For those who are cynical about voluntary corporate initiatives, the question arises whether Benefit Corporations will just behave like all the others in the end, regardless of promises to take others into account. To some extent the transparency requirements for annual social reporting built into the State-level legal amendments help answer this question. But the gold standard to reassure cynical consumers has always been an independent third party audit (as Fairtrade and Organic labels have shown). To fill this gap, campaigners for B Corporations set up the non-profit group B Lab in Pennsylvania in 2006.

Below is a standard B Lab Impact Report which shows how a particular company scores across five areas: Environment, Workers, Customers, Community and Governance.

These standards are holistic, are based around already established third party benchmarks where possible, and operate at a company, rather than a product, level. In addition, B Lab licences on-product logos for corporations meeting the standards, and recognises the importance of bringing consumers along as part of the movement.

It might be possible to quibble over the detail, but the main weakness of the approach is that the full B Impact Assessment for each certified company is not necessarily in the public domain.

…and expands into the UK and beyond

Although company law in the UK is slightly different in that it permits companies to consider the interests of other stakeholders, it is pretty clear that, on a day-to-day basis, most companies are operating to the American model of ‘shareholder primacy’.5 This means that, when B Lab launched its UK branch in October 2016, it resonated with businesses here, and now it names more than 100 UK businesses on its certified list. These include the following companies likely to be familiar to EC readers: Charity Bank, The One Brand (best known for One Water), ClimateCare, Lily’s Kitchen, WHEB Asset Management, JoJo Maman Bébé, Pukka Herbs and Divine Chocolate.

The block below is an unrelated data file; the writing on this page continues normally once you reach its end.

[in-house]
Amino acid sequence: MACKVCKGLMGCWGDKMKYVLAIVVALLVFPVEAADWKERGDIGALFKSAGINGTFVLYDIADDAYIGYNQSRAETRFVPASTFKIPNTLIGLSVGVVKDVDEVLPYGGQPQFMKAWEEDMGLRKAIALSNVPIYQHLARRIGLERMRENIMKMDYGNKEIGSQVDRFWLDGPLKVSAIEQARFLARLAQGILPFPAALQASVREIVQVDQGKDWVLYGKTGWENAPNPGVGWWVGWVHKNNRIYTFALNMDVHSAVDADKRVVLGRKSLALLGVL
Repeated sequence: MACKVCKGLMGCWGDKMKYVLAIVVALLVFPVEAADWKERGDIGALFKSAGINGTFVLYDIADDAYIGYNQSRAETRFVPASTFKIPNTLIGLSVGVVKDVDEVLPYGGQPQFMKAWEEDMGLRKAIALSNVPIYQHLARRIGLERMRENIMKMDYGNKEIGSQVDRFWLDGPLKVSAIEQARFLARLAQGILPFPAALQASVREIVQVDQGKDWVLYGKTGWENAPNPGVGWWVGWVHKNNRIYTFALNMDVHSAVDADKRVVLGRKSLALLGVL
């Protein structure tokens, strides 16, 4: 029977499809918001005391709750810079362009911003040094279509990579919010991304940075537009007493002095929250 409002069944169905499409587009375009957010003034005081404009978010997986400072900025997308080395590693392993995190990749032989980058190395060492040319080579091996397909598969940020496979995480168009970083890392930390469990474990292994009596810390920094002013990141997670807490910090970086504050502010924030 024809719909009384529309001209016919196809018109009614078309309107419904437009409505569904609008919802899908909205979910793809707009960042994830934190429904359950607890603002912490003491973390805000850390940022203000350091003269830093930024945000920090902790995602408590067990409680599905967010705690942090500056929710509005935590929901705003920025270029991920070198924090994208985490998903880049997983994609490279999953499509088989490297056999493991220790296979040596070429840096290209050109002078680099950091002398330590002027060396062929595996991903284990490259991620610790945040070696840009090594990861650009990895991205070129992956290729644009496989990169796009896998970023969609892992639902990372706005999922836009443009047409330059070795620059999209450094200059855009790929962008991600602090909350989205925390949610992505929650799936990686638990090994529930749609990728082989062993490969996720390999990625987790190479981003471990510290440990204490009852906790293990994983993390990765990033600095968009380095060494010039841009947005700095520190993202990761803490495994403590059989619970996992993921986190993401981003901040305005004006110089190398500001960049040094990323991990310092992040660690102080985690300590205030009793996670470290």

The B Corporation movement has also won over adherents in 57 other countries, from Mongolia to Lebanon, and nearly 2,000 certified companies from around the world are listed on the B Lab website.

Who is certified?

When I analysed certified B Corps they appeared to be primarily companies, like Patagonia, with an already strong reputation for ethical behaviour.  Quite a few of the others were firms of sustainability consultants and many more were micro-businesses employing a few people and serving a local market. One writer has suggested that companies seeking B corporation certification are mission-led businesses looking to stand out “in the midst of a ‘greenwash’ revolution.”6

If this were all that the B Corporation movement were doing it would be good, but of marginal significance. The story gets interesting, and more complex, when the larger companies get involved. In 2012, Ben & Jerry’s received B Corporation certification. Ben & Jerry’s is a wholly owned subsidiary of Unilever NV, and Unilever itself is on record as considering B Corporation certification for its whole operation.7 In 2011, one Danone subsidiary, Happy Family Brands, an organic food company for babies and toddlers, was certified as a B Corporation. Danone is apparently now using the B Corps Assessment method to track the social performance of ten of its other subsidiaries.8